On Friday, November 22, 1963, President John F. Kennedy was assassinated.
On Friday, November 22, 2013, conservative pundit David Brooks was on National Public Radio discussing the 50th anniversary of Kennedy’s death. When asked for his appraisal of JFK, Brooks expressed his disapproval — but not of Kennedy’s policies, per se.
Rather, Brooks said that Kennedy “made politics too utopian,” which “led to a complete disillusionment.” He added that the 35th president created the expectation that politics is not merely a “negotiation of interests,” but a noble undertaking that will provide “personal meaning” to those who answer the call to serve.
Standing in my kitchen listening to the radio, it killed me to admit it, but Brooks was totally right. I know from experience that anyone who is — as I once was — considering getting into politics out of idealism, or hope, or any desire to make a positive difference should think again.
For while I am way too young to have heard his inaugural address the first time around, I was indirectly influenced by the JFK-inspired yearning to bear any burden, pay any price, et cetera et cetera — as countless people were and still are. Growing up as an Irish Catholic in Chicagoland, the reverence with which I heard my family members speak of Kennedy helped set me on a path to a career in politics and a job in a U.S. Senator’s office.
So, yes, Brooks helped me see it: I got into politics thanks to a Kennedy-esque, service-based desire to ask what I could do for my country, and I found myself surrounded by … not that.
Over the course of roughly ten years, I worked as an intern, then as an intern coordinator, then as a caseworker, and finally as a member of the press team. At every level, my idealism — and that of any stray fellow idealists I happened to come across — was thwarted. I kept coming back for more, kept the hope alive, only to find it thwarted in new ways with each new task or position.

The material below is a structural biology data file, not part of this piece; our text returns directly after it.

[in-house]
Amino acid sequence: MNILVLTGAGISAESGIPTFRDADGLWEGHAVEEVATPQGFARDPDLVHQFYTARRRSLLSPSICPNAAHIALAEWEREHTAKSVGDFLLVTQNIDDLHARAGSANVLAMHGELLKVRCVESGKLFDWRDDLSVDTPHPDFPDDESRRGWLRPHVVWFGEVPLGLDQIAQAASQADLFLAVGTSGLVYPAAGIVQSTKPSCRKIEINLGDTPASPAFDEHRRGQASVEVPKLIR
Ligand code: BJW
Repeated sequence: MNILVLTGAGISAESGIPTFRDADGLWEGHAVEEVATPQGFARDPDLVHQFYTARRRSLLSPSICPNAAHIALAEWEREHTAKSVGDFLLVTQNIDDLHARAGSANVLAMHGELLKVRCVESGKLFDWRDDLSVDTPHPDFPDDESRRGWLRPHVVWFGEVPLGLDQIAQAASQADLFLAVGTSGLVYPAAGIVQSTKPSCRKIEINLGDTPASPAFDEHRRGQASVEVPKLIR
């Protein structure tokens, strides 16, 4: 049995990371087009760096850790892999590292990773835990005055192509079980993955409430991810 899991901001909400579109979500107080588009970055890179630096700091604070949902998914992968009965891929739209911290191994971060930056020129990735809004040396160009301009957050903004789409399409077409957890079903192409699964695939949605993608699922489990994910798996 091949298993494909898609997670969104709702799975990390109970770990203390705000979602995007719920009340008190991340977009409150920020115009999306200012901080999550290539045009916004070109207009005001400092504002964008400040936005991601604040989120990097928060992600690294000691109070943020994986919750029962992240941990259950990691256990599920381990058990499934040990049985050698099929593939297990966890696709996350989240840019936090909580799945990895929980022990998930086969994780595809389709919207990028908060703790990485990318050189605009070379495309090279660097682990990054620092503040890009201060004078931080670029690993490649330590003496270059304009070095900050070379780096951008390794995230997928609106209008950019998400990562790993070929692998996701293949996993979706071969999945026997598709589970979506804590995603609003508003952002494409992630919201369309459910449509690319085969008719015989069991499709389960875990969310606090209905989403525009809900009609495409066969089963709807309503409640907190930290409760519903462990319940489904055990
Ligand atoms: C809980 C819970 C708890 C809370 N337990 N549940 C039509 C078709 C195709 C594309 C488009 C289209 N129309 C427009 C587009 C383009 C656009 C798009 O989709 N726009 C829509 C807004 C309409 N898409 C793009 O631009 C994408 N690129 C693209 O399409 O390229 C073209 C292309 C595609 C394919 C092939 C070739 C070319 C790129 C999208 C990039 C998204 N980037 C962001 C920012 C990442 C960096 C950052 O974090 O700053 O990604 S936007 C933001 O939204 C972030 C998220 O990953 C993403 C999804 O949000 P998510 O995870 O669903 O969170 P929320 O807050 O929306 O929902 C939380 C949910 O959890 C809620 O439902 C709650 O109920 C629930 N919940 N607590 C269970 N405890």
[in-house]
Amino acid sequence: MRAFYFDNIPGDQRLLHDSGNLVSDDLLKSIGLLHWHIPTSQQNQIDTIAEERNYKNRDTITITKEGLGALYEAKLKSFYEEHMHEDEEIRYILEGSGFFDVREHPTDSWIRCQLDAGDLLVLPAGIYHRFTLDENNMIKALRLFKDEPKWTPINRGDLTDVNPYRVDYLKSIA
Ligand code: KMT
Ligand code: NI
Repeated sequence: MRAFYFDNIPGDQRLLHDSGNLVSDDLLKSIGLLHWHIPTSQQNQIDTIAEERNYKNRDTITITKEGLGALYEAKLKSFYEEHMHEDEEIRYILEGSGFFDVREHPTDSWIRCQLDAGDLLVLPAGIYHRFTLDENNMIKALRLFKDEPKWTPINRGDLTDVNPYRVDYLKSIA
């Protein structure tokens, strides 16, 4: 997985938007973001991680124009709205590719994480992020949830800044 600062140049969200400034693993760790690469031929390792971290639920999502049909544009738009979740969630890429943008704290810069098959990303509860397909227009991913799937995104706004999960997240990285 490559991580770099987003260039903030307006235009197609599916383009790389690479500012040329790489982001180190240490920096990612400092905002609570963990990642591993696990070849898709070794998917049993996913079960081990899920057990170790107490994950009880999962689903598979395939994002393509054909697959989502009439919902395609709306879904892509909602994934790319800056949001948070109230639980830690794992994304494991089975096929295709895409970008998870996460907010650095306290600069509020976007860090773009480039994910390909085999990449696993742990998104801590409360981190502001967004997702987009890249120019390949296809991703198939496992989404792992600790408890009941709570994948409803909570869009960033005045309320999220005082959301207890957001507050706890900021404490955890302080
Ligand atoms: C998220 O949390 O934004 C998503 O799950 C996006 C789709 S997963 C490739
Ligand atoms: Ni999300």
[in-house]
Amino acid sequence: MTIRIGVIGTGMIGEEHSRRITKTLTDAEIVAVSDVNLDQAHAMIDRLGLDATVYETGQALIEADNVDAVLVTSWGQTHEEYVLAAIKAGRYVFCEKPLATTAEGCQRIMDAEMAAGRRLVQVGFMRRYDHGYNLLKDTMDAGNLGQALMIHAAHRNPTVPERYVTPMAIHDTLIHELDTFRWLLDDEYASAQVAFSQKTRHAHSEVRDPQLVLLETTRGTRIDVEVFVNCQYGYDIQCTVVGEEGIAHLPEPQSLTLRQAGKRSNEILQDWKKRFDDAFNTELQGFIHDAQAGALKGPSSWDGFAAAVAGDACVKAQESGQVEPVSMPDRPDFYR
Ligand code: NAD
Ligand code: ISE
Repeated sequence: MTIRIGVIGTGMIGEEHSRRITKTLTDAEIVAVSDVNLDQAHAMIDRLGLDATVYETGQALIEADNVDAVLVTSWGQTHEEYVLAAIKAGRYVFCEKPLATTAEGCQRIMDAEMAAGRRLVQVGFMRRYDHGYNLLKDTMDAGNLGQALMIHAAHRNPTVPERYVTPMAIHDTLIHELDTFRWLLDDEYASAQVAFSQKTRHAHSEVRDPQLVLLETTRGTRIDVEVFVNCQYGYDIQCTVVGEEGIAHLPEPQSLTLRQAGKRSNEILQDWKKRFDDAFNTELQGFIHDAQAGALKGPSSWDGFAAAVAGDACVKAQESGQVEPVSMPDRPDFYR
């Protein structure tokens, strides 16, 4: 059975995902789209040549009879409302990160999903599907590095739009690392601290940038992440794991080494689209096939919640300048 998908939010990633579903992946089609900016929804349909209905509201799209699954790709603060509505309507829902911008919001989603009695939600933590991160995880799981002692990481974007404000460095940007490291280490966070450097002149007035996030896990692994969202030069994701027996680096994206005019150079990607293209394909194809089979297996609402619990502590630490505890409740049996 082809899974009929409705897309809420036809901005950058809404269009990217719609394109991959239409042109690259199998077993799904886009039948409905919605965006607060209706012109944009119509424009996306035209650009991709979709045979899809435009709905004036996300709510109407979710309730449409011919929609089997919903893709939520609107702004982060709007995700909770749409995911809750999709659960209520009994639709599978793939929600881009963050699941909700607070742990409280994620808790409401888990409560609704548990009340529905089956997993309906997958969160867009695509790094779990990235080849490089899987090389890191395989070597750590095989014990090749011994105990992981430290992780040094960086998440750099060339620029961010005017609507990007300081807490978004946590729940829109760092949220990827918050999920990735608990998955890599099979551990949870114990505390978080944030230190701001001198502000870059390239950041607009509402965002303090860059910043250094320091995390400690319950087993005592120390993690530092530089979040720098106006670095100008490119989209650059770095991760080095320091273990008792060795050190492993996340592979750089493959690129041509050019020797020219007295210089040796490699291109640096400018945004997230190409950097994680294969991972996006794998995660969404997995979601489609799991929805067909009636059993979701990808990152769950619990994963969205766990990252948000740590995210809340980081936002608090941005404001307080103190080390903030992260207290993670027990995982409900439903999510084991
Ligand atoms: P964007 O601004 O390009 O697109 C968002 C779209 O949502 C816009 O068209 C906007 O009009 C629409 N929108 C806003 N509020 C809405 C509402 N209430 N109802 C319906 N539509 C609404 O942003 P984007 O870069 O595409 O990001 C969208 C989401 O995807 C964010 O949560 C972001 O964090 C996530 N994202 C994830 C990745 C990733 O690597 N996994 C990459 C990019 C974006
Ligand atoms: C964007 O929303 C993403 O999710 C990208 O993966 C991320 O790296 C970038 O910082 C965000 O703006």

As an intern, I discovered that it’s not enthusiasm and new ideas that are valued, but rather obedience and sycophancy and the ability to not so much get anything done as to simply be quiet and look busy.
As intern coordinator, I discovered that I wasn’t supposed to try too hard to provide exciting opportunities or to help anyone learn anything, but instead to cultivate that appearance of quiet busyness in the interns who were now doing the work I used to do.
As a caseworker, I discovered that all I’d really be able to accomplish, no matter how hard I tried, was to shuffle the papers around efficiently. I learned that most of my fellow caseworkers just let their work pile up, because they understood that it barely mattered anyway.
On the press team, I discovered that press releases are not intended to get information out, or to change hearts and minds, but rather to keep the elected official happy — which is to say, in front of the eyeballs of his voters — while creating the impression of action where there probably is none, because just about every bill is doomed to die a slow, painful, and maybe embarrassing death from the endless uncivil stalemate that is the state of play in Congress.